Across the Digital Divide

Raising serious concerns about equal access the San Diego ACLU urged the Oceanside Unified School District to rescind any requirement for families to use an online system for enrolling students. To require families to enroll children online imposes a significant barrier to equal educational opportunity for low-income and people of color and people with disabilities, given the digital divide in access to the internet.

At least one school in the district, McAuliffe Elementary School, informed families that the district “is moving all school registration procedures to online starting May 1st, 2014,” and that parents would need to set up a portal account to register their student for the 2014-2015 school year.

“Many low-income families, especially people of color, simply don’t have access to computers, smartphones, or the internet, and people with disabilities also face obstacles to accessing the internet,” said David Loy, legal director of the ACLU of San Diego & Imperial Counties. “Given the state of funding for institutions that provide public internet access, such as libraries and community centers, there aren’t enough hours in the day that struggling families could easily use these resources. For something as fundamental as registering or re-registering a child for school, such a burden is indefensible.”

Regardless of whether it is limited to one school or widespread in the district, any requirement for online-only enrollment presents serious legal problems. As noted in the letter, it likely violates state law that says, “No person in the State of California shall, on the basis of race, national origin, ethnic group identification…color…or disability, be unlawfully denied full and equal access to the benefits of, or be unlawfully subjected to discrimination under any program or activity that is…funded directly by the state, or receives any financial assistance from the state.”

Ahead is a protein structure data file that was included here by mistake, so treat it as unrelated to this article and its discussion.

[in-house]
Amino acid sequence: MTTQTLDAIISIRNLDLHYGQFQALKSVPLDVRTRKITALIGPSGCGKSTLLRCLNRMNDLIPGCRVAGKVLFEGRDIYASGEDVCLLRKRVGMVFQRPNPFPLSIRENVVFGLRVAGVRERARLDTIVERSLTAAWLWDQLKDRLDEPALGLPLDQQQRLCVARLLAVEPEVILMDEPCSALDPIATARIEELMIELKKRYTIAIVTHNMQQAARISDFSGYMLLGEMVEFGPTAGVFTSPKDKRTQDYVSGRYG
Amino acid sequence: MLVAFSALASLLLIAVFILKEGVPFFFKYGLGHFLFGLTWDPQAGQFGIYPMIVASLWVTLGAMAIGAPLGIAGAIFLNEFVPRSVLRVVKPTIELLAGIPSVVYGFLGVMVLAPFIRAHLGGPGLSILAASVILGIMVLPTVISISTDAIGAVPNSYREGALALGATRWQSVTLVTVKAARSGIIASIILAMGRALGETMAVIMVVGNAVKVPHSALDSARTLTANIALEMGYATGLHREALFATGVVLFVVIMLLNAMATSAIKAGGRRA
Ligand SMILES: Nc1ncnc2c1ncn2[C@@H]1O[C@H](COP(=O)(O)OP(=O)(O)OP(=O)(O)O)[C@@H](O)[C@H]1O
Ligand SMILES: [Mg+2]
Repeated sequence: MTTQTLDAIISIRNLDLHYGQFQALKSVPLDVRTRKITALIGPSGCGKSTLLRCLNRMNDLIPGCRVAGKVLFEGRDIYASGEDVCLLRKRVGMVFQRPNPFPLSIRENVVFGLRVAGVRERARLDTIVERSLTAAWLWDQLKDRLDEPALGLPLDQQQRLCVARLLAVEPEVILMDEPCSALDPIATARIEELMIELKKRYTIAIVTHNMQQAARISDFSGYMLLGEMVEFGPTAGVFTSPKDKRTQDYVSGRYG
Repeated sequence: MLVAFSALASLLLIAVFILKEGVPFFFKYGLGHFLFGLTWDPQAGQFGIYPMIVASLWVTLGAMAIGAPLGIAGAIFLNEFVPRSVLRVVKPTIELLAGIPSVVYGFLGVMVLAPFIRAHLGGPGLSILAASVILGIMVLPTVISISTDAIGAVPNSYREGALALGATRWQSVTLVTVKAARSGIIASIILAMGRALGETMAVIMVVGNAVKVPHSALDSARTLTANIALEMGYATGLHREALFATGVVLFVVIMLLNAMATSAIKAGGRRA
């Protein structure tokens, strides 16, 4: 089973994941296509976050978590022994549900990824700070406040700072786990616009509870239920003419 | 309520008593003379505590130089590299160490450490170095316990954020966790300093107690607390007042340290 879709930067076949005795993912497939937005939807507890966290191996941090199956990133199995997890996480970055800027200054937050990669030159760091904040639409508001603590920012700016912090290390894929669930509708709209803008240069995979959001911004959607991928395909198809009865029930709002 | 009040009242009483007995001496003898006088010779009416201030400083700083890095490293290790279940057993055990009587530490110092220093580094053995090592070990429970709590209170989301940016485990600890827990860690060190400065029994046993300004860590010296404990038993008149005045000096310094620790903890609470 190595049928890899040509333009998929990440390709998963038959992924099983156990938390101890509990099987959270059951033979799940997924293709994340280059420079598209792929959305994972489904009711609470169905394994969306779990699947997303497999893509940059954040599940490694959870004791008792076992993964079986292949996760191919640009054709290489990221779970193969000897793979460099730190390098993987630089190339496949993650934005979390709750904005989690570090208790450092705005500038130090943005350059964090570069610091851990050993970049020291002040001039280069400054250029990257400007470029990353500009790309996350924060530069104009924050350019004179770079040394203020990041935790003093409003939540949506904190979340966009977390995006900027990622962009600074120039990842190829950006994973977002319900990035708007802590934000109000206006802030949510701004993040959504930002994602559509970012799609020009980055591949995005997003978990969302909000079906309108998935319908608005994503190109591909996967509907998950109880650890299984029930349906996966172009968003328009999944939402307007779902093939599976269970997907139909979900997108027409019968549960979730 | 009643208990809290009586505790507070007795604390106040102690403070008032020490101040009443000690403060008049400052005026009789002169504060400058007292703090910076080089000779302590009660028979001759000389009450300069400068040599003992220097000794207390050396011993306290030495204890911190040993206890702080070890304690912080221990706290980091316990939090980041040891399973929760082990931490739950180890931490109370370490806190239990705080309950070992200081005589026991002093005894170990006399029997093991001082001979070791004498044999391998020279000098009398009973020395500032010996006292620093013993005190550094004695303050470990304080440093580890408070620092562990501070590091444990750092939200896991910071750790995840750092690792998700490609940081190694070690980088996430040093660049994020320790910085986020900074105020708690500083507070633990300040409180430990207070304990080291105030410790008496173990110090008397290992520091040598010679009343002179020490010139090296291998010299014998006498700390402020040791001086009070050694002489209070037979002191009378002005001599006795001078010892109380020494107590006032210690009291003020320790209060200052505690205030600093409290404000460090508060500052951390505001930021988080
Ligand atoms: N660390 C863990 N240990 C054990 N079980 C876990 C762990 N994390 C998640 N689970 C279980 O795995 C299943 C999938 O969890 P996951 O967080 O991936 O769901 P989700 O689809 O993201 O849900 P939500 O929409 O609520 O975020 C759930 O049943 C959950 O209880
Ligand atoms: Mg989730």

Since people of color and people with disabilities often have less access to the internet than other people, the requirement to register online appears to constitute a discriminatory practice, regardless of the district’s intent, by:

  • Giving children of color an unequal opportunity to participate in public education
  • Giving people of color less effective means to reach the same level of achievement as others
  • Effectively discriminating against people based on their ethnic group, color, or disability

“Because access to a public education is a fundamental tenet of the California Constitution, any disparities based on wealth or race in the public education system are strictly prohibited, even if the district did not intend to discriminate,” said Loy.

The San Diego ACLU offered to engage the district’s superintendent, Larry Perondi, in a dialogue to address the issues raised in its letter, sent yesterday. The request called on the district to rescind any requirement to enroll students online, and to notify families that no such requirement exists.

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